My dream/goal/ambition is to one day run a studio-ish space. In my head, I picture it in an under-resourced urban area, but why put limitations on dreams, right? As long as people are benefitting from it. I want it to provide opportunities and support for people who want to be creative- whatever that looks like for them. When I say “people”, I literally mean anyone and everyone. People with disabilities, grandmas, the homeless, refugees, toddlers, college students etc. I have seen the power art has to build and transform community. We live in a day and age where art programs continue to get cut from school budgets and the general population is always in front of screen. *Sigh* I want this dream space to promote creative outreaches within a community, fostering and celebrating what happens when we work together to make something that brings new life to a place. I want to encourage people of all backgrounds, cultures, ages, etc. to learn from each other, try something new, create and discover how therapeutic art can be. Ideally, I would love for every art medium usable to be available in some capacity. I want there to be a room where dancers can perform, a stage where poetry can be slammed and music can be played, and I want the coffee and tea pots to always be going. I want there to be big artists mentoring little artists. I want there to be a gallery and exhibitions. That might sound a tad overly-encompassing and lofty. Maybe one day, years from now, I’ll read this and shake my head at my naivety. By why crush it with self-doubt now? At the right time and with the right people, it could/will happen.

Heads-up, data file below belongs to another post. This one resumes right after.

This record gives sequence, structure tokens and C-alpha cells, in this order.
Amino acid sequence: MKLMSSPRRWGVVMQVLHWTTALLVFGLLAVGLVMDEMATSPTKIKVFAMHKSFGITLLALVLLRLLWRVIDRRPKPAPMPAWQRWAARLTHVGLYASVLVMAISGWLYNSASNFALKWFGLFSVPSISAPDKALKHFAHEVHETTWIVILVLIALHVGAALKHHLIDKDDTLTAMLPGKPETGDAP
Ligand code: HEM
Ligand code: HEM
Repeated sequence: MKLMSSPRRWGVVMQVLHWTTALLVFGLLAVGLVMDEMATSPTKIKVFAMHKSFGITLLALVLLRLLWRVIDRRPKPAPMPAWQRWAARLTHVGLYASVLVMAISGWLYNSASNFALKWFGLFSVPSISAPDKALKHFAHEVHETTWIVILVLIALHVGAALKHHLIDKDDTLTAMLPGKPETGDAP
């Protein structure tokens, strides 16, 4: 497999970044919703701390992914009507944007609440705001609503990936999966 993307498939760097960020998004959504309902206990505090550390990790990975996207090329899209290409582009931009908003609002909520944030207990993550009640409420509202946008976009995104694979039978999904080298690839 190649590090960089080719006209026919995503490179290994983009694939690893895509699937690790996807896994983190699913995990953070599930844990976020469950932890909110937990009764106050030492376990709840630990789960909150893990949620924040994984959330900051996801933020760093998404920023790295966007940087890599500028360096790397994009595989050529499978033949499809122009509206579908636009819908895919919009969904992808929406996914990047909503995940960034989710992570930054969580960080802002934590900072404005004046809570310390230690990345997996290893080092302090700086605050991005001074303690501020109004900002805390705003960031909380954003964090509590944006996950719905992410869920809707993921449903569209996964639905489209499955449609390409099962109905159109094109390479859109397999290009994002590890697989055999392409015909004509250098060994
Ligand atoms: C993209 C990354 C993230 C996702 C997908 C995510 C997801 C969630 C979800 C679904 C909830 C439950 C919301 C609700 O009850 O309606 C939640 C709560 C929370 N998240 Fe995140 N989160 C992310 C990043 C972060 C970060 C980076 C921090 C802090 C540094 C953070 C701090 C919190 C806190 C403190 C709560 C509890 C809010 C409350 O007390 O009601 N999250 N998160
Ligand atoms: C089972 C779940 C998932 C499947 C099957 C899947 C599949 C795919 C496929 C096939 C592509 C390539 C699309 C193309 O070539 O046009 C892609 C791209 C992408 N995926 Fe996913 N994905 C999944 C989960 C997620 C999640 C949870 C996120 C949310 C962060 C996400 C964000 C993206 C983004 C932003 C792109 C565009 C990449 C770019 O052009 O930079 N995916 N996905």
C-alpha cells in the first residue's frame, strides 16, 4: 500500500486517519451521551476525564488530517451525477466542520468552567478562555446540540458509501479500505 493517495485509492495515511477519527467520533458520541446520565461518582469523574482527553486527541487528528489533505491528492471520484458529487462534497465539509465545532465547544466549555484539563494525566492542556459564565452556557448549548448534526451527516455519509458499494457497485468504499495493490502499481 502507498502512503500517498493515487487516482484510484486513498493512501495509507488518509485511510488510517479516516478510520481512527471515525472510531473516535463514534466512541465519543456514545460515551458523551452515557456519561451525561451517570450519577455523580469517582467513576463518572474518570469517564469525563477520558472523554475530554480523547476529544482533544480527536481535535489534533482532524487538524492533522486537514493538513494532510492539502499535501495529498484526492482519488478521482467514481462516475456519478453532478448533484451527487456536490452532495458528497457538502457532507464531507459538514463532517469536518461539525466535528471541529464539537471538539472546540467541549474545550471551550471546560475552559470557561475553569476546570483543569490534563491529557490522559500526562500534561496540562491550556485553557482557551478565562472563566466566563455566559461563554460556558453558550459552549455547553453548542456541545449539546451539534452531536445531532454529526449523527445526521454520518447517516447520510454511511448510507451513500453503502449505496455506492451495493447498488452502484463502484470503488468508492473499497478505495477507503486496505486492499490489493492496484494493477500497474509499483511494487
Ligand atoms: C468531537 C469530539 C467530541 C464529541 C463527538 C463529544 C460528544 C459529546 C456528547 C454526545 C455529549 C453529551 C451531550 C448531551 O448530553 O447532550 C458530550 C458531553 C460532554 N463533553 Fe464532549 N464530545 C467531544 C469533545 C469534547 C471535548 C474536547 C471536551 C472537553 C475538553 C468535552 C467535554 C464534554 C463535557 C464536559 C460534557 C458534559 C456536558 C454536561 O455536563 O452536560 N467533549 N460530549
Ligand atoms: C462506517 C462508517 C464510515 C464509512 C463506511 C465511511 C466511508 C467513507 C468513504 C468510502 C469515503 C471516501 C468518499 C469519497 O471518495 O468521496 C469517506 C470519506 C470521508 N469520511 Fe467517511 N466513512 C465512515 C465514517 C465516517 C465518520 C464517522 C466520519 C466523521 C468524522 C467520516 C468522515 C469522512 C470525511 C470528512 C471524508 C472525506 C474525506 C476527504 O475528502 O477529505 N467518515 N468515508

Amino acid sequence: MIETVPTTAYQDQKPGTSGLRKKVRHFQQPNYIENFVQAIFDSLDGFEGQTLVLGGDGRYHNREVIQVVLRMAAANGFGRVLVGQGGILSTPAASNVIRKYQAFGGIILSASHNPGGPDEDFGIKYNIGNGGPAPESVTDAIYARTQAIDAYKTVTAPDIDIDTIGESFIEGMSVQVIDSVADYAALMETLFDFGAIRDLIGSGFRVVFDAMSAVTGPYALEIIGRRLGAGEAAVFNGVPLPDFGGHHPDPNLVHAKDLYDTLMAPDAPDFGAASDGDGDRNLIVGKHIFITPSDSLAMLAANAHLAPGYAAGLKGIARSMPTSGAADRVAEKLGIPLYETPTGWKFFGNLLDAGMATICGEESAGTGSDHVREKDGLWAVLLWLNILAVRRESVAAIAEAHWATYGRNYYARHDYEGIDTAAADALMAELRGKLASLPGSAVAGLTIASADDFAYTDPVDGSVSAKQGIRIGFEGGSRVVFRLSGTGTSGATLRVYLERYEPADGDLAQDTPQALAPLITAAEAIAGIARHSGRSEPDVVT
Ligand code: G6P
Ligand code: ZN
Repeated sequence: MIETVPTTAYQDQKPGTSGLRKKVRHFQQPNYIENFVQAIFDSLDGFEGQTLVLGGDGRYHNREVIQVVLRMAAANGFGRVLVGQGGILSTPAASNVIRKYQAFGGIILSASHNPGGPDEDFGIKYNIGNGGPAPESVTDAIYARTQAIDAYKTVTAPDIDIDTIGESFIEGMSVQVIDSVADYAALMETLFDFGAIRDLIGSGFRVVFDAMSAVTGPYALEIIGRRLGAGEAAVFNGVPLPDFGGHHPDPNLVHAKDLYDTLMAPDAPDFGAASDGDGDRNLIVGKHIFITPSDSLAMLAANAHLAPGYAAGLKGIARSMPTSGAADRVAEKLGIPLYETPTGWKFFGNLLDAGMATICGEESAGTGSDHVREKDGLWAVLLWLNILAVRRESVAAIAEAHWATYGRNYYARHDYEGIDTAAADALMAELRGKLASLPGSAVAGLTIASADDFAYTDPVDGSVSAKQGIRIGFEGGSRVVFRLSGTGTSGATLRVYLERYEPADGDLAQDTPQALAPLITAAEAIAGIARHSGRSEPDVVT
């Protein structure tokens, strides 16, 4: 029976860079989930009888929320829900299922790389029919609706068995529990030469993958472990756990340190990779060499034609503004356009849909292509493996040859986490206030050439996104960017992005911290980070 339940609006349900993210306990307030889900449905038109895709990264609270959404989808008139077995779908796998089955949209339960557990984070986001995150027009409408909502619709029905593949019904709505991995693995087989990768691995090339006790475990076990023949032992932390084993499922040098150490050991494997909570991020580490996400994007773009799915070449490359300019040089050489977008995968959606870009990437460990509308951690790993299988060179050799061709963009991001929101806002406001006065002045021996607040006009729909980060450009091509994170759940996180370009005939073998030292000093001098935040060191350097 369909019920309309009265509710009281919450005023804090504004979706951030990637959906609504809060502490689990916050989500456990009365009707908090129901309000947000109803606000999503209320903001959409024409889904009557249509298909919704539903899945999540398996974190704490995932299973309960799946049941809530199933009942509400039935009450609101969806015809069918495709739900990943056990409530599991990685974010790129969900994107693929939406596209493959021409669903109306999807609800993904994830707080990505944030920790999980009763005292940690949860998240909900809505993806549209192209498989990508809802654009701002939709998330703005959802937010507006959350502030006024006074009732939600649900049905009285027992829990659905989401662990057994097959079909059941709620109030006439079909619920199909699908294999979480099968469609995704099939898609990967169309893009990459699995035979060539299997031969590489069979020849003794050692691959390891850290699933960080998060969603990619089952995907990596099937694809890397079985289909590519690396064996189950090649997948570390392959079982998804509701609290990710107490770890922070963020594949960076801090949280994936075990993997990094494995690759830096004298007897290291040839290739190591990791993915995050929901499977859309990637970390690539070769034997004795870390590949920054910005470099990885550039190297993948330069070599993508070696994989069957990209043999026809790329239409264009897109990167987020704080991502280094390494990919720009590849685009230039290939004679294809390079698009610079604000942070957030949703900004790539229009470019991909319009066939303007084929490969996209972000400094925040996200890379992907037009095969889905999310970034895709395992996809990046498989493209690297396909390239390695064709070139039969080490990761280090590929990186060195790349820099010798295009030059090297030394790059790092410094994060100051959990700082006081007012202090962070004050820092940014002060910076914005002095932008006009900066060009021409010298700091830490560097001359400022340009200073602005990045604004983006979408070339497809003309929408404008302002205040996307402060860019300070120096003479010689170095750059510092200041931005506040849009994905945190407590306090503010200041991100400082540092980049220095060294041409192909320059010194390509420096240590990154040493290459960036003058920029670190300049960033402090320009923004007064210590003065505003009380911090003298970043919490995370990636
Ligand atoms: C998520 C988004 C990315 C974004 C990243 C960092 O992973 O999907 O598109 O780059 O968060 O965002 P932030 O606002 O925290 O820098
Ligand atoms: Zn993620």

Holding my breath.
Three people I adored passed away this month. As my love for each of them has surfaced and the love they shared with the world has been remembered, I’ve been thinking a lot about love. How love transcends death. How the love we have for a person lives on after they die. How the love a person has for you lives on after death. How we carry love. How love can simultaneously be a huge sacrifice and a natural, uncontrollable outpouring. How as a culture we can get the idea of love so wrong. How as a religion we get idea of love so wrong even though we were given the most perfect example.